Q&A: John Varley on Barclay’s proposed merger with ABN AMRO

Can you outline what you’re announcing?

Well we’re announcing a groundbreaking deal. This is the largest transaction
in the history of the financial services industry and it’s by far the biggest
cross border merger that has ever taken place. So the merger of Barclays and ABN
liberates a very substantial economic opportunity on behalf of our shareholders
and creates huge capability, huge firepower on behalf of our customers and our
clients. That’s why we feel the sense of excitement that we do.

But what is the point of this deal? What do you hope to achieve by
enlarging in this way?

Higher growth is really the driver of it. We’ve been driving very significant
growth in Barclays over the course of the last years. Our financial performance
makes that very clear. I believe we can accelerate, relative to that growth
rate, through the merger with ABN. So the key test is can we show our
shareholders performance that is better than standalone performance and my
answer to that is yes.

You’ve committed to very big synergies in this deal. Why are you
confident that you can get them?

Well, we’ve created the synergies through joint work. This has been an
intense period of study and analysis and we have created commitment around the
leadership table to the delivery of those synergies and we have the capability
around the leadership table to deliver those synergies.

But this deal is bigger than any deal that you’ve done before here.
What makes you think you can handle it?

Well I think what you need in circumstances of doing something that is quite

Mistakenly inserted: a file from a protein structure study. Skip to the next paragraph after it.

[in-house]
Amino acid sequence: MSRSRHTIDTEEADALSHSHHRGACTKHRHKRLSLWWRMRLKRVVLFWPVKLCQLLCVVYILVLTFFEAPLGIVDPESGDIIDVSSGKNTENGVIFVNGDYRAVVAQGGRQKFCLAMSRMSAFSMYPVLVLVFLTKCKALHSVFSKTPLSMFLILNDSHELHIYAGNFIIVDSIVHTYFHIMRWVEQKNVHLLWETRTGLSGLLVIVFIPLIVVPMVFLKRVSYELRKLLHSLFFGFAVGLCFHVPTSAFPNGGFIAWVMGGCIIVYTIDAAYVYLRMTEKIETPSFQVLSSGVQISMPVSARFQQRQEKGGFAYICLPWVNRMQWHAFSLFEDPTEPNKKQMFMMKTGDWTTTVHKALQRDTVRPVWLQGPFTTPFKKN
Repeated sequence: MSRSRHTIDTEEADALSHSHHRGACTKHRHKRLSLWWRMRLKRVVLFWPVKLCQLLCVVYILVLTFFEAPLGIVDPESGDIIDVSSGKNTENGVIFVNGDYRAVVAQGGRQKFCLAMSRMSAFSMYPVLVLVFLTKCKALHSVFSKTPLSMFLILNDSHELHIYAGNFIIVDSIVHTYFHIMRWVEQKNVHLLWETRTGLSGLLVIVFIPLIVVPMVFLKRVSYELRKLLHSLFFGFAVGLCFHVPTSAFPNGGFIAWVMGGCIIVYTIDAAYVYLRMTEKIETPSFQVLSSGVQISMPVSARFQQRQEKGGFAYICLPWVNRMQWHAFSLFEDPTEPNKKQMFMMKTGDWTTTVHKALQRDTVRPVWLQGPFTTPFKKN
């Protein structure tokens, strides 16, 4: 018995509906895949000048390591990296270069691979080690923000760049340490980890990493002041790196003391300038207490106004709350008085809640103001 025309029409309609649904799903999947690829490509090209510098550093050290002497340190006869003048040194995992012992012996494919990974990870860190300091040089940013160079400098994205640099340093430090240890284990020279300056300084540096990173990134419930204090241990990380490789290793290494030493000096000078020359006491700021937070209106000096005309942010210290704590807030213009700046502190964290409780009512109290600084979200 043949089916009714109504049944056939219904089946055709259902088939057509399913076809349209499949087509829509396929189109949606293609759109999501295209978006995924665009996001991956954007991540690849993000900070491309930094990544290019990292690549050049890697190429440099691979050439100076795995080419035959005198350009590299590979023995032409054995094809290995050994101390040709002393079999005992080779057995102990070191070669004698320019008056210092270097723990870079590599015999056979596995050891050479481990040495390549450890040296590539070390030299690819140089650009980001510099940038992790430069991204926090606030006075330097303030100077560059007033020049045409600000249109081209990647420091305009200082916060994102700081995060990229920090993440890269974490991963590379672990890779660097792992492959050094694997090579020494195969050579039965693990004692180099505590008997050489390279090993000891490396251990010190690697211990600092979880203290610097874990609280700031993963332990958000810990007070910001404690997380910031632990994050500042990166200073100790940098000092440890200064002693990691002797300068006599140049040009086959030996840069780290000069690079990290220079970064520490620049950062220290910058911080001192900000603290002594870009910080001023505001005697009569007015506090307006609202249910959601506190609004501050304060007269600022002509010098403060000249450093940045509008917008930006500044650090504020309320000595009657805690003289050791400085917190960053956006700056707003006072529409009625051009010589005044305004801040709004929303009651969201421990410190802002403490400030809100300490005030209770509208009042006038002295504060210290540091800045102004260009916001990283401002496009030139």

complex – the merging of two banks it’s a complex task undeniably. What are the
ingredients to success? First of all, clarity of business model, second, clarity
of management model and third, leadership expertise and experience. Now I’ve
gone for a very simple structure here. We have two big business groupings –
Investment Banking and Investment Management and Global Retail and Commercial
Banking. I’m very clear about who is in charge of those and they’re supported by
great executives, if I think about who I’ve got around the table.

This deal does smack of being a Euro fudge. We’ve
got headquarters in Amsterdam, we’ve got you in Amsterdam, but yet listing here
in the UK and we’ve got the FSA as lead regulator. It’s quite a mess.

European, yes, fudge, no, is what I would say. The structure is gin clear. We
have a unitary board. We have a unitary management committee. The things that
typically get in the way of cross border mergers have been addressed in the way
in which we structure the transaction and it is understandable that we would
have, in a large European enterprise as we will be, a head office in Amsterdam.
It is understandable that I as a chief executive should be spending a lot of my
time in the Netherlands? Of course it is. I don’t think we’ve fudged anything.

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